Regional Director (West Branch): Andrew Bechdel
A native of central Pennsylvania, Andrew Bechdel is currently a ‘Susquehanna Sentinel’ for Centre County where he resides. Andrew earned his B.S degree in Recreation Management (Outdoor Track) with a minor in Environmental Studies from Lock Haven University. As an undergraduate, he studied the impacts of degraded riparian vegetation and nonpoint and point source pollution on the Susquehanna River and Chesapeake Bay watershed.
In his free time, he is a nature nerd and avid outdoorsman who enjoys studying forest ecology, hunting mushrooms, bird watching, hiking and backpacking, fishing and rock climbing among other outdoor pursuits.
Andrew is passionate about representing the western end of the watershed, encouraging partners in this area to reach out to him.
Vernal School Program Supervisor Marissa Crames
Marissa Crames is a passionate advocate for outdoor resources, spending her free time hiking, camping and exploring all facets of nature with her son, Liam, and volunteering her time at multiple levels in the local Scout council and Middle Susquehanna Riverkeeper Association.
She helps coordinate programming, schedule events and secure funding for long-term stability of the Vernal School Environmental Education Partnership, which offers programming at the Montour Preserve in Montour County via more than 20 partners while supporting the Montour Area Recreation Commission's maintenance of the property.
Learn more about the initiative at www.VernalSchool.org. Contact Marissa at email@example.com or 570.850.1166.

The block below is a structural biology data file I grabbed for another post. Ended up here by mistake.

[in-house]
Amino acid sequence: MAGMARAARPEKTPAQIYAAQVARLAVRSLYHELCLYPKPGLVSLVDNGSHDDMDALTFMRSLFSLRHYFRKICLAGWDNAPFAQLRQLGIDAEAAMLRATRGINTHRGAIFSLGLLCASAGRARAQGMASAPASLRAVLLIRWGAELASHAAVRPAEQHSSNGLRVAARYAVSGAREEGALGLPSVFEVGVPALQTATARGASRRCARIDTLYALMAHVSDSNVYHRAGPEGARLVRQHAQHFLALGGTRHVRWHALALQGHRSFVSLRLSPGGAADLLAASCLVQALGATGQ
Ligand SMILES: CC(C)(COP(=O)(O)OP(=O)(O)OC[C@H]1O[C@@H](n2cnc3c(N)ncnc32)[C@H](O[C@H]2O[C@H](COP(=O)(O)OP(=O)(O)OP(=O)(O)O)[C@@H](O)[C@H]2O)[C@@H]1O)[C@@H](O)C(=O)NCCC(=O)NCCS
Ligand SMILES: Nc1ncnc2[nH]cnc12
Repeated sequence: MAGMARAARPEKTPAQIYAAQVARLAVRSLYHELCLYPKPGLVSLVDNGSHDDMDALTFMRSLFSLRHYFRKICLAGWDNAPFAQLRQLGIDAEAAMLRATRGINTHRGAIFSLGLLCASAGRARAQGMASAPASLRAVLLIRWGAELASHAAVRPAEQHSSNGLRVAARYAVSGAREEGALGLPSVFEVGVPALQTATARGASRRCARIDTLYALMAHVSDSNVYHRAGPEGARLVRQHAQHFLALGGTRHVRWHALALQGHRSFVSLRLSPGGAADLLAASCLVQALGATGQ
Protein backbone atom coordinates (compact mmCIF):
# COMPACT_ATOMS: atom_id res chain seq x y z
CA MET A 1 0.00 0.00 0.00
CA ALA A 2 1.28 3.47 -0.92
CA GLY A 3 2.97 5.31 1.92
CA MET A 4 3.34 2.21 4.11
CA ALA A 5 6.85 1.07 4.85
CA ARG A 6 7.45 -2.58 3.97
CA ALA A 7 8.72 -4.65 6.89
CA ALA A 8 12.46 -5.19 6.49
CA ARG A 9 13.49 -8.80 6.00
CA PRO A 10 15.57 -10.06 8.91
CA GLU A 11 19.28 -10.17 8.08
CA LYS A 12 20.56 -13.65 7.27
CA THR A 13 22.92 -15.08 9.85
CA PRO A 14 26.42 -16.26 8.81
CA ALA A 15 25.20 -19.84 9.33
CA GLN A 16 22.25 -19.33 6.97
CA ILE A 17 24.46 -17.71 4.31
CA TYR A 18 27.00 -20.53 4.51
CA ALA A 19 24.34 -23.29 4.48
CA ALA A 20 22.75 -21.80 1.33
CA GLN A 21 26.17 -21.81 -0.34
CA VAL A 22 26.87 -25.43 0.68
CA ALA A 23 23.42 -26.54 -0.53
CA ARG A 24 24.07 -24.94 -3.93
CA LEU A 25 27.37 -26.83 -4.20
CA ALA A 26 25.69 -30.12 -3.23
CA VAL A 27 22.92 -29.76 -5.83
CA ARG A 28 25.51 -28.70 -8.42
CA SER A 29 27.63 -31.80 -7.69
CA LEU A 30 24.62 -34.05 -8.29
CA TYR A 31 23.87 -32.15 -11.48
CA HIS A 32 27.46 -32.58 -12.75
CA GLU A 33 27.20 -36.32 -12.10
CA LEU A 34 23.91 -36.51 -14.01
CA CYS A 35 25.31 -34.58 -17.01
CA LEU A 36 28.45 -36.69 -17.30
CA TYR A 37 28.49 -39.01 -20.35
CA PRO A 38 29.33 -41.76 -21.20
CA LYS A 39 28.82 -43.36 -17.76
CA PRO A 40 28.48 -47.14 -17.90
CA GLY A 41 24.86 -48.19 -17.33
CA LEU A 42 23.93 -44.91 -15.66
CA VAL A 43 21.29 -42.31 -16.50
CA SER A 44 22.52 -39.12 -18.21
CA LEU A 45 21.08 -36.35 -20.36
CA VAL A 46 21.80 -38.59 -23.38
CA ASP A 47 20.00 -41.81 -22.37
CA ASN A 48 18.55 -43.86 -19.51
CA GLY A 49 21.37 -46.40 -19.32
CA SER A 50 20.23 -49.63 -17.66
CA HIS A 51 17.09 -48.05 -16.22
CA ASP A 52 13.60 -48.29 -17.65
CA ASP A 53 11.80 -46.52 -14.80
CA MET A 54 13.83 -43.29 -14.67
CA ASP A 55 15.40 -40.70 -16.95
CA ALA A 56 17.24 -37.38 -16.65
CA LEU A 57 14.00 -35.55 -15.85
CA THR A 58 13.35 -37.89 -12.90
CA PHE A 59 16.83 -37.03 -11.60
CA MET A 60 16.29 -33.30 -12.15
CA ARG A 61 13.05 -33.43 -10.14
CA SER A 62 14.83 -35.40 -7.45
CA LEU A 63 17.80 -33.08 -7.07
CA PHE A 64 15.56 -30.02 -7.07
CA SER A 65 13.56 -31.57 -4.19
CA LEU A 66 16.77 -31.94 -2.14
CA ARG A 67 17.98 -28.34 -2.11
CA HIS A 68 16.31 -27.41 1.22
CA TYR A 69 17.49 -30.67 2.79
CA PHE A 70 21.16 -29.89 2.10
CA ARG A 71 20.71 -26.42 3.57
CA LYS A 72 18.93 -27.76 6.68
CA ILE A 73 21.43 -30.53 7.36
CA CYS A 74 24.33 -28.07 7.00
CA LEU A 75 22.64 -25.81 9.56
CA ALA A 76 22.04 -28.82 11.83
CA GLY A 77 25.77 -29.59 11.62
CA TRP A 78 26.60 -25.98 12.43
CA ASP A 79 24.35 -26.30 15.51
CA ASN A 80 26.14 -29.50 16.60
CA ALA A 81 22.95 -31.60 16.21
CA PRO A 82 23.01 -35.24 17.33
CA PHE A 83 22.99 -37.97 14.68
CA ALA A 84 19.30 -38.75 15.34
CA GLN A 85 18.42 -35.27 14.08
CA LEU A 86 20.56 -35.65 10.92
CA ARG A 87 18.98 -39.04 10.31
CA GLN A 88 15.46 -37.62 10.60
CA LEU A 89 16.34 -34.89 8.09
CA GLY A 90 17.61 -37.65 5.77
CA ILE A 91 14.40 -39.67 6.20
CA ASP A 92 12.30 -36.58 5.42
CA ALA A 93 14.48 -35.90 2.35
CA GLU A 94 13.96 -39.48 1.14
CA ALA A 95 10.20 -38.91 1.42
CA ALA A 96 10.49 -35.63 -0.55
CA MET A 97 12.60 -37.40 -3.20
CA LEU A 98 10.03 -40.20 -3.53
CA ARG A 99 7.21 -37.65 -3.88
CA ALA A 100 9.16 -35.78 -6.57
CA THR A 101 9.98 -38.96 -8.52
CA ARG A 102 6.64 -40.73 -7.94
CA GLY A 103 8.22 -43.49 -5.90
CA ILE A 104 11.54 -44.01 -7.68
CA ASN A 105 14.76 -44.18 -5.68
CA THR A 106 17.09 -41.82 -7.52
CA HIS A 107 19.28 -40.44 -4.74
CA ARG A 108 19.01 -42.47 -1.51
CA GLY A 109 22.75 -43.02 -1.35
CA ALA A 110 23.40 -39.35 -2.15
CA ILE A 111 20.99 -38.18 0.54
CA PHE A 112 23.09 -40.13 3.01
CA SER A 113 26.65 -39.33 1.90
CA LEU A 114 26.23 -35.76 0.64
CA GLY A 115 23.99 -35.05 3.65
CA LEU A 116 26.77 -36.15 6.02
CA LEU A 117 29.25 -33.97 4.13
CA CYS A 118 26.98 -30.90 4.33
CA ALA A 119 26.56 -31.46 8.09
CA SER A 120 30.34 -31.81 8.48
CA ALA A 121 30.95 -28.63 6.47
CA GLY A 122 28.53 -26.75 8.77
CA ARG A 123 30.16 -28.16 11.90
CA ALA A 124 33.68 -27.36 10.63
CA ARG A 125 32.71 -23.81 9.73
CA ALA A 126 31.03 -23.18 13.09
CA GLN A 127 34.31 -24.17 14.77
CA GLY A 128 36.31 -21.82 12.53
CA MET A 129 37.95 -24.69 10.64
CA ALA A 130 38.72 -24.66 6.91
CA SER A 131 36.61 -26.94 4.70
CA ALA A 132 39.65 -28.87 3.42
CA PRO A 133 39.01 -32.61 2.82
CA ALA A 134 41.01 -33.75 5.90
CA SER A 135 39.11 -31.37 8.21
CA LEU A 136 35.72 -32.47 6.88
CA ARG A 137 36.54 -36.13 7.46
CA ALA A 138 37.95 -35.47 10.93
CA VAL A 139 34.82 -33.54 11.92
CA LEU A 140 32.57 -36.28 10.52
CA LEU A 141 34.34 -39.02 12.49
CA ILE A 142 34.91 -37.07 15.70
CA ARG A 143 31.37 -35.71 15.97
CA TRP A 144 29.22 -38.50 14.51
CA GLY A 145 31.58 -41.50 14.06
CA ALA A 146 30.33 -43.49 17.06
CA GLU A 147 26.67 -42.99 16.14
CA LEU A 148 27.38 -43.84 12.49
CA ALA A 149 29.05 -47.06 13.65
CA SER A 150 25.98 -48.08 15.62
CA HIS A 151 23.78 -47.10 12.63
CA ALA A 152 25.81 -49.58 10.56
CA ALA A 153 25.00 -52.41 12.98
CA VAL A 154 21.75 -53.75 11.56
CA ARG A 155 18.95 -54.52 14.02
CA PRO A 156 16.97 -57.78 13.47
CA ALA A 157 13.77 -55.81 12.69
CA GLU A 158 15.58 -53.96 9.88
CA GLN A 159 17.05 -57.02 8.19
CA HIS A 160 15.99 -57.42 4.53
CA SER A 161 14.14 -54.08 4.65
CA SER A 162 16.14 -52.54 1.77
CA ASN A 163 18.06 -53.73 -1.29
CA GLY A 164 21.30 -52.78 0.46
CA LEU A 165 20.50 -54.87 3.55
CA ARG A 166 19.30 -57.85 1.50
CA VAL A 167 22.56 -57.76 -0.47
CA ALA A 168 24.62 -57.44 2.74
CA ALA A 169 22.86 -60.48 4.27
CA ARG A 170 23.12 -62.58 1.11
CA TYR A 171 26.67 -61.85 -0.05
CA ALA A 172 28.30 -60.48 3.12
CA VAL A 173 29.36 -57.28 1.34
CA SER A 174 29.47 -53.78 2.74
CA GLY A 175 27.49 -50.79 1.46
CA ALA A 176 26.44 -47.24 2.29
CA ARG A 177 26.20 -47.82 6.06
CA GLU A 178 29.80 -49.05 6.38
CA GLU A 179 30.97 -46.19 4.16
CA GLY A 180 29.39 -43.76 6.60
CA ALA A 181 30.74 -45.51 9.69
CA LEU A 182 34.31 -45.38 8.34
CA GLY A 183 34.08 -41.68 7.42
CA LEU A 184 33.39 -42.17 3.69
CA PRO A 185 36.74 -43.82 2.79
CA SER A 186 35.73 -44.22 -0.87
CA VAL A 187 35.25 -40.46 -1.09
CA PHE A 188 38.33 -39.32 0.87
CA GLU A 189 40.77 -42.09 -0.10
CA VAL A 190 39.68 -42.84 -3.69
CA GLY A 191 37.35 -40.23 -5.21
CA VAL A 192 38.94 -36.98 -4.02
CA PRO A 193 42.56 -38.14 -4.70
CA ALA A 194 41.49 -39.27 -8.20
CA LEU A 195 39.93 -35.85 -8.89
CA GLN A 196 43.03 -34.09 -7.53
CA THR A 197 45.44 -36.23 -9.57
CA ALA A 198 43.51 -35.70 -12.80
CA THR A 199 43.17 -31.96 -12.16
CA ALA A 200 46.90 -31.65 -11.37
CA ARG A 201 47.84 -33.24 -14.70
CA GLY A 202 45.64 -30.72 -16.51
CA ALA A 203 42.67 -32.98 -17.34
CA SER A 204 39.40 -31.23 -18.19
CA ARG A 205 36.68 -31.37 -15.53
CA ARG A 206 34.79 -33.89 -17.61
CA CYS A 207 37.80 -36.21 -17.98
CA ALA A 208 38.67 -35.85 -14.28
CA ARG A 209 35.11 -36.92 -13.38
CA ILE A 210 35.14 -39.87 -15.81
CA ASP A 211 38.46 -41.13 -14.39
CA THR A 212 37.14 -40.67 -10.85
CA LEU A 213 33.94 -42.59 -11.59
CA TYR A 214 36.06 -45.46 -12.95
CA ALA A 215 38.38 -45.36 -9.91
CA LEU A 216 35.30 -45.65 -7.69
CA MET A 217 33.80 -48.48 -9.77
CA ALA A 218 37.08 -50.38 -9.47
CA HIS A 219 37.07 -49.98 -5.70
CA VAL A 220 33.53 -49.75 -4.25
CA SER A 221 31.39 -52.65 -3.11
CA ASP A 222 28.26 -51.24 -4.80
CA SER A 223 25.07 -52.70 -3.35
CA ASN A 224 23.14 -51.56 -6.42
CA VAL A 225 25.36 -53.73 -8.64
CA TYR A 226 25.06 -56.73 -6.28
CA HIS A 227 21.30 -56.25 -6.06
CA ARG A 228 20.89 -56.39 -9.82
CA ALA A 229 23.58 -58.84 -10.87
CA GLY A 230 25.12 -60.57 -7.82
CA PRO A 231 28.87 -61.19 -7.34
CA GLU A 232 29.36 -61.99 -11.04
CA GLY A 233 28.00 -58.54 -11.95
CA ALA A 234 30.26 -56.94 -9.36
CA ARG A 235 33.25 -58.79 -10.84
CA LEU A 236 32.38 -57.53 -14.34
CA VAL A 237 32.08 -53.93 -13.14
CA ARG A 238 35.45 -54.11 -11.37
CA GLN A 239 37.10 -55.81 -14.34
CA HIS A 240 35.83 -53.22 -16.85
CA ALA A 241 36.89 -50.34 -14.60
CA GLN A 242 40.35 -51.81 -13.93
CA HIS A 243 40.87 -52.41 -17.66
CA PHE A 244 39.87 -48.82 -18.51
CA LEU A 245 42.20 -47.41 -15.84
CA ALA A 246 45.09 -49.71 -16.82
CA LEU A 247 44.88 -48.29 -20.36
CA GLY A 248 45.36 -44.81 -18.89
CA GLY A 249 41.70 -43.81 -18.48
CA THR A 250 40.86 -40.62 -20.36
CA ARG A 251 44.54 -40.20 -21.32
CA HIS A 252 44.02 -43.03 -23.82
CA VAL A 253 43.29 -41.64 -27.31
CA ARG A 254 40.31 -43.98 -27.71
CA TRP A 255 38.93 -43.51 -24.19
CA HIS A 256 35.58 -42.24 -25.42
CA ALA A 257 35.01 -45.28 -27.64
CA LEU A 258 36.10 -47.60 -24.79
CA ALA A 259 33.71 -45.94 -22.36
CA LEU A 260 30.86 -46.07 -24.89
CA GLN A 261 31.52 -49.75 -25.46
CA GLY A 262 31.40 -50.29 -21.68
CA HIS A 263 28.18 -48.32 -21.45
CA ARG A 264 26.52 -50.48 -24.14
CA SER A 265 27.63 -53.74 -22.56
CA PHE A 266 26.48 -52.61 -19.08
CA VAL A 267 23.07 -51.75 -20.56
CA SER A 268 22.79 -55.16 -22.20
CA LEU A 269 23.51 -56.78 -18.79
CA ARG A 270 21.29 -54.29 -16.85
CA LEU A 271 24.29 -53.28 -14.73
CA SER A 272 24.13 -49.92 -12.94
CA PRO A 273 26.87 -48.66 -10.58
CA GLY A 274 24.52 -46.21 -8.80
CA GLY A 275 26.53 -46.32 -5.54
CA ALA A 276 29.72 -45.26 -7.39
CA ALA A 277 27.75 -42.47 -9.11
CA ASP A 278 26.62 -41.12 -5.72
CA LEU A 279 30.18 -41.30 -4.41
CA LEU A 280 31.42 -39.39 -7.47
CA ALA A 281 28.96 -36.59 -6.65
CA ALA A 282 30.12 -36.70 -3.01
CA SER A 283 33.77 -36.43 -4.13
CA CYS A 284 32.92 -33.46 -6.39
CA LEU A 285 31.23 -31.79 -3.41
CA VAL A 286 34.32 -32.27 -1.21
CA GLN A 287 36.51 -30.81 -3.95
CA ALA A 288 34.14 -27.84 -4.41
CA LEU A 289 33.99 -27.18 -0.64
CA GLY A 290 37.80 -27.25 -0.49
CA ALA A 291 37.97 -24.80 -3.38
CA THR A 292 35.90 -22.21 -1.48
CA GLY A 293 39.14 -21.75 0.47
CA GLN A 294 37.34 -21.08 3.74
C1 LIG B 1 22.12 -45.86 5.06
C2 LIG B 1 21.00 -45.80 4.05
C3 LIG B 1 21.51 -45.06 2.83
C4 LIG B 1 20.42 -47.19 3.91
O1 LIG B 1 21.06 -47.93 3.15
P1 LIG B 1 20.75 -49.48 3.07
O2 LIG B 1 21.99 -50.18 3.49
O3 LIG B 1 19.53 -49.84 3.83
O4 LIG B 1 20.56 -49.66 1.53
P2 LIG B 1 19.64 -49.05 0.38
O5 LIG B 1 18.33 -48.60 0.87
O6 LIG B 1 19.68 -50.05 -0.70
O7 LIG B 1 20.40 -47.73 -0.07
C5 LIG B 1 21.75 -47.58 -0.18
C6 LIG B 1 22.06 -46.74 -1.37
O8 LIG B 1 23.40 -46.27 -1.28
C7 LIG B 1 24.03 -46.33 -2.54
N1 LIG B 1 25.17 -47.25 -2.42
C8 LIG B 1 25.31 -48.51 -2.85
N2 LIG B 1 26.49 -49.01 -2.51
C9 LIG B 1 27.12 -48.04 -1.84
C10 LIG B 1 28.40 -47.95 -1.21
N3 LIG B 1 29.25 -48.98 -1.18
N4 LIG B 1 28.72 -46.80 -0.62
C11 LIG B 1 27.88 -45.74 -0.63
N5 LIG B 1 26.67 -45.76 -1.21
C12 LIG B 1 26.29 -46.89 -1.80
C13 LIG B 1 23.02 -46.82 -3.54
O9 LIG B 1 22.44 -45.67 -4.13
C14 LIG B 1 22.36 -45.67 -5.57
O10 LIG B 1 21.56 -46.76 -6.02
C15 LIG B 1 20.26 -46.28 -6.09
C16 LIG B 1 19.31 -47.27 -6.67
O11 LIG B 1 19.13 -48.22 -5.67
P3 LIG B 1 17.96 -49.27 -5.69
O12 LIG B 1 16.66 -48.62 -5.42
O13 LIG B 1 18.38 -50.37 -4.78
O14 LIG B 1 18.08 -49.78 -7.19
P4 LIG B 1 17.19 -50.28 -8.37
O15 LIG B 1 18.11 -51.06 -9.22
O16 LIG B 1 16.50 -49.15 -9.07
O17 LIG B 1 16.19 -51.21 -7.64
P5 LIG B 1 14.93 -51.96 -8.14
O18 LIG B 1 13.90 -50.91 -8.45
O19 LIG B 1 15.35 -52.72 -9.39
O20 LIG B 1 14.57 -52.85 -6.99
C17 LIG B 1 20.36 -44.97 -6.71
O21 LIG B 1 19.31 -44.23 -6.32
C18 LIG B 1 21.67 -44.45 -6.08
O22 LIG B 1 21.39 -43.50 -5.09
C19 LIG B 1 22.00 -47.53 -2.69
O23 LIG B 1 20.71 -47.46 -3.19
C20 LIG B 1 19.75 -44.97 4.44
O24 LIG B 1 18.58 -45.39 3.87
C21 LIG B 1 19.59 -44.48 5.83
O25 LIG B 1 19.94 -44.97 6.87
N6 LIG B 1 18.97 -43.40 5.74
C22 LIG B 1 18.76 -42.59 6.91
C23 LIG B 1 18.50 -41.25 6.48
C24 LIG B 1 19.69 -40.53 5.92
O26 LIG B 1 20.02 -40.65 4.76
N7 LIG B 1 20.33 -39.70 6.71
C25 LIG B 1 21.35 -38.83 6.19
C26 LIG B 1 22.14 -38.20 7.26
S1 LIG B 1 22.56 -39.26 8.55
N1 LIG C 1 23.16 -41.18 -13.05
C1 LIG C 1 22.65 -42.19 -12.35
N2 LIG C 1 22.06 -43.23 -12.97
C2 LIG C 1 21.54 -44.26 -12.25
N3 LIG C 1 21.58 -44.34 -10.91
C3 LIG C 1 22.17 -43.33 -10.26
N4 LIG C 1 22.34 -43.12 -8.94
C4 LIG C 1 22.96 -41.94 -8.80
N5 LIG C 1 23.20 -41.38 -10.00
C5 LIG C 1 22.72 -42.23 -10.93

Board of Directors
President Michael Kinney
A resident of the Williamsport area, Michael Kinney is an avid nature photographer and videographer dedicated to connecting people with our outdoor resources in new and meaningful ways. You can learn more about him and his work at his website.
"Ever since I was approached by a wild hellbender in 2017, I felt connected to the creatures in my local watershed because as a photographer, I was somewhat representing these aquatic creatures to the community I was active in. Serving in this role helps my opportunity to protect and improve the watershed we live in, providing a better habitat for the creatures I represent."
You can contact Michael directly via email by clicking here.
Vice President Dr. Joseph Simons III
Joseph Simons III is a father of three amazing young men. He has a bachelor of Science degree from Wilkes University and a Doctor of Optometry degree from Salus University. He is an avid outdoorsman who loves fly-fishing, camping, kayaking, hiking, scuba diving, nature photography and writing electronic music and soundtracks on keyboards/synthesizers under the name HOLOMIND.